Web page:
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6 Differences between the Automate and Automatica Robotic Shows

Samuel Bouchard
by Samuel Bouchard. Last updated on May 06, 2016 11:54 AM
Posted on May 30, 2012 8:05 AM. 4 min read time

I am just back from a week in Munich where I attend the Automatica fair for the first time. Our products were exhibited in the Yaskawa Motoman booth with our integrator partners Robomotive, and TM Robotics, as well as in the Fraunhofer IFF's booth (thanks guys!). Being more familiar with the North American equivalent, the Automate show, some differences really struck me, so I'm taking a few lines to share them with you.

1. The History

Automatica was born 8 years ago when some local proponents (Kuka and friends) pulled out of the Hannover Messe, which is a trade show presenting a wider range of manufacturing technologies. The Automate show used to be known as the Robot and Vision Show. Organizers tried to give it a new swing after the audience had been eroded by vertical shows in the US (IMTS, Fabtech, Packexpo, etc.). Both shows in their current format have been around for less than 10 years.

2. The Venue

Automatica is held in Munich, which is a clean European city with a unique Bavarian character, beer gardens and Benz taxis. The convention center is great with outdoor alleys to go from one pavilon to the next. Automate finds its home in Chicago, a city with a thriving and diverse cultural life, blues bars, beautiful parks along the lake and the occasional NFL tailgate party on the Sunday when you setup your booth.

Both win on this aspect, both cities are incredibly interesting and are good locations to attract a lot of people.


automatica 2012
Working hard between Halls at Automatica


3. The Crowd

The population density of Europe and great show content makes Automatica a truly international show. All the major end-users and suppliers show up. There is also a strong staff presence from Asian manufacturers, making you feel it is a more important show from their point of view too. Though, I met very few people from the Americas at Automatica.

At Automate, the vast majority of the visitors will come from the US with some from Canada and South America.

Both shows claim to attract between 30,000 and 35,000 visitors.


4. The Booths

This is where the difference between the 2 shows is the most striking. At Automate, people will do interesting demos and fill the floor space with different cells, while putting applications and sales people in between. 

At Automatica many booths are theme booths with a special atmosphere, almost like a concert stage in some cases. They are much larger and represent a much bigger investment, both in terms of display as well as staffing. There are lots of places to sit down, have a coffee or of course another beer, while taking the time to discuss projects. The booths are staffed by pretty girls but you can't call them booth babes because every booth is a restaurant and a bar in itself and you know, a lot of high end restaurants hire good looking staff, right?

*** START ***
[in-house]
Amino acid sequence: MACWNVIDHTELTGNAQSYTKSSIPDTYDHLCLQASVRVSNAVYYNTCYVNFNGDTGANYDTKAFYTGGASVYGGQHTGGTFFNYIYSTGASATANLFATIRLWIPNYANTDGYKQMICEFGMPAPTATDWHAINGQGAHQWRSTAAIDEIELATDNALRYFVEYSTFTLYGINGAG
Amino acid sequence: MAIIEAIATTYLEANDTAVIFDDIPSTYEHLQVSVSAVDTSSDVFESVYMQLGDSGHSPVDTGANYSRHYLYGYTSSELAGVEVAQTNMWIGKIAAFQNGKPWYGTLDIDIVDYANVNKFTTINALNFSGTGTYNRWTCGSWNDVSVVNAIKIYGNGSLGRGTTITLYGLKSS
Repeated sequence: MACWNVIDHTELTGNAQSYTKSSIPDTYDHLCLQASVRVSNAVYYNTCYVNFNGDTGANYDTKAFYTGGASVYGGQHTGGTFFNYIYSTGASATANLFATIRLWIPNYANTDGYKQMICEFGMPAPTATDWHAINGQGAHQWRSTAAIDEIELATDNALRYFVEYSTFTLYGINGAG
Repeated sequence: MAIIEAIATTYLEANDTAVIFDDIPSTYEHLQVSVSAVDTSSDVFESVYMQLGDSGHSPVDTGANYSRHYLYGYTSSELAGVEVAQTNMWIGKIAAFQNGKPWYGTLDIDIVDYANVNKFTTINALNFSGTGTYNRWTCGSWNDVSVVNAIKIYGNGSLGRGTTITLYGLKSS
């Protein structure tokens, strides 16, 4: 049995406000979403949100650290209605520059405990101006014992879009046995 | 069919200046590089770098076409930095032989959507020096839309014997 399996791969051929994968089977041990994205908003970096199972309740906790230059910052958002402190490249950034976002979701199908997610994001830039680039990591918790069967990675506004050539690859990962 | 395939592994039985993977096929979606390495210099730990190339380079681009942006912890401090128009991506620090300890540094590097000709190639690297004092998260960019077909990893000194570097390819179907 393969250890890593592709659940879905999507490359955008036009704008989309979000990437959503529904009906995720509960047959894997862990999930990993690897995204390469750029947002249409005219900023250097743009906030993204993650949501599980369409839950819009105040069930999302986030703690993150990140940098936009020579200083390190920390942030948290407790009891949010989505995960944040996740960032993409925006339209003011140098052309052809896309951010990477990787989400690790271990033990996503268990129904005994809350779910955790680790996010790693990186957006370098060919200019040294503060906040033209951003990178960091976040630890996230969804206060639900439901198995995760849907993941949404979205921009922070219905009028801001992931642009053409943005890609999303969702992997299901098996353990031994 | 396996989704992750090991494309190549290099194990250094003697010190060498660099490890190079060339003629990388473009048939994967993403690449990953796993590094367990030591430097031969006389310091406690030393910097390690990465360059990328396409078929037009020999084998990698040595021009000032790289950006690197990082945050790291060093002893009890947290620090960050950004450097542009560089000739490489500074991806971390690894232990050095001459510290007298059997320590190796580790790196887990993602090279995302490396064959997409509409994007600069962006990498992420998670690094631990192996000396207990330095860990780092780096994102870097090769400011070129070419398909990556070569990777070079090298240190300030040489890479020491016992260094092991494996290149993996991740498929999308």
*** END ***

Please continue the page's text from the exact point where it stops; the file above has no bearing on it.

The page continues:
kuka booth
25% of the Kuka booth at Automatica 2012. Quite a difference from their static display at Automate 2009 where the robots had been left on their pallets.


5. The Locals

Munich and Germany are a rich robotics area, with a lot of robot users (e.g. BWM, Audi, Daimler), important robotic product makers (e.g. Kuka, Schunk, Festo), and world class research centers in robotics (e.g. DLR, TU Munich, and assorted Fraunhofers). This brings a critical mass of innovation to display at the show. 

Chicago is a US hub easily accessible by a lot of end-users. In America, the territory is so vast, it's hard to generate that cluster effect, especially considering the small number of North American manufacturers of robotic products. I also believe that this distance from the head office of major robot manufacturers makes it harder to share the latest innovations.


6. The Technology

There are a lot more new technologies demonstrated at Automatica than at Automate. At Automate, the focus is on proven technology. At Automatica, there is this but also lots of new products, some even being just at the prototype or research phase. The fact that universities and research centers are exhibiting generates a lot of interest. Seeing the latest technology in action is one of the main reason why people attend this kind of show.

In North America, when it comes to conferences and trade shows, academia and industry work pretty much in silos. If you go to Automate, you will see the latest stable and working technology from different companies. If you go to academic conferences, you will see the latest research projects.

Robopal service robot
Robopal service robot concept from Yaskawa Motoman


So, Automate or Automatica?

Overall, Automatica is a more exciting show to attend. Robotic companies in North America seem to pay less and less importance to shows, arguing that they are expensive (they are) and that the return is not clear. But could it be a self-fulfilling prophecy? Putting less money into shows making them less interesting, bringing fewer people the next time, lower results and the spiral goes on. Of course, the investment is somewhat proportional to the number of industrial robots sold in a territory, being roughly twice as many in Europe compared to North America according to the IFR.

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Samuel Bouchard
Written by Samuel Bouchard
Samuel is CEO and co-founder of Robotiq. His mission is to free human hands from repetitive tasks. He is also the author of Lean Robotics: A Guide to Making Robots Work in Your Factory. He lives in Québec City with his wife and four children.
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